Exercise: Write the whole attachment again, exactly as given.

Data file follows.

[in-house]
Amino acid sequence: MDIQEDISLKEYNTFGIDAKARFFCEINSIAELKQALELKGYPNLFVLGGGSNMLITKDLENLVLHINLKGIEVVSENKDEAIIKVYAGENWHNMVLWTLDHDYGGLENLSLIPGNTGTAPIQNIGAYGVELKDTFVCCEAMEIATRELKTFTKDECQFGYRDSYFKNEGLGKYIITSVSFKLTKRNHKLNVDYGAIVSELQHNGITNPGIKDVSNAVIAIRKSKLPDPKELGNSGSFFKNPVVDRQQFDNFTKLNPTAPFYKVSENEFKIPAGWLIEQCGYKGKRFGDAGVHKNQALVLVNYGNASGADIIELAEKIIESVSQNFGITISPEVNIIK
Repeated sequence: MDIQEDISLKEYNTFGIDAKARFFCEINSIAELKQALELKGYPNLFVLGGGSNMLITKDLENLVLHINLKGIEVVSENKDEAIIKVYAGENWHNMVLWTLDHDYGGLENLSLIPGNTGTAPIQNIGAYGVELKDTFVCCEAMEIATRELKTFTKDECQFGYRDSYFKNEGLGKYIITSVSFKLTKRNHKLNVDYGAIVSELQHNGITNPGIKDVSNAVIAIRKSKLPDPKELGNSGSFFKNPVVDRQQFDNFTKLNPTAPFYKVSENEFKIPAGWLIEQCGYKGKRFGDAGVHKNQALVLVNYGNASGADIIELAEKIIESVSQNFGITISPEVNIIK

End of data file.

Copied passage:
[in-house]
Amino acid sequence: MDIQEDISLKEYNTFGIDAKARFFCEINSIAELKQALELKGYPNLFVLGGGSNMLITKDLENLVLHINLKGIEVVSENKDEAIIKVYAGENWHNMVLWTLDHDYGGLENLSLIPGNTGTAPIQNIGAYGVELKDTFVCCEAMEIATRELKTFTKDECQFGYRDSYFKNEGLGKYIITSVSFKLTKRNHKLNVDYGAIVSELQHNGITNPGIKDVSNAVIAIRKSKLPDPKELGNSGSFFKNPVVDRQQFDNFTKLNPTAPFYKVSENEFKIPAGWLIEQCGYKGKRFGDAGVHKNQALVLVNYGNASGADIIELAEKIIESVSQNFGITISPEVNIIK
Repeated sequence: MDIQEDISLKEYNTFGIDAKARFFCEINSIAELKQALELKGYPNLFVLGGGSNMLITKDLENLVLHINLKGIEVVSENKDEAIIKVYAGENWHNMVLWTLDHDYGGLENLSLIPGNTGTAPIQNIGAYGVELKDTFVCCEAMEIATRELKTFTKDECQFGYRDSYFKNEGLGKYIITSVSFKLTKRNHKLNVDYGAIVSELQHNGITNPGIKDVSNAVIAIRKSKLPDPKELGNSGSFFKNPVVDRQQFDNFTKLNPTAPFYKVSENEFKIPAGWLIEQCGYKGKRFGDAGVHKNQALVLVNYGNASGADIIELAEKIIESVSQNFGITISPEVNIIK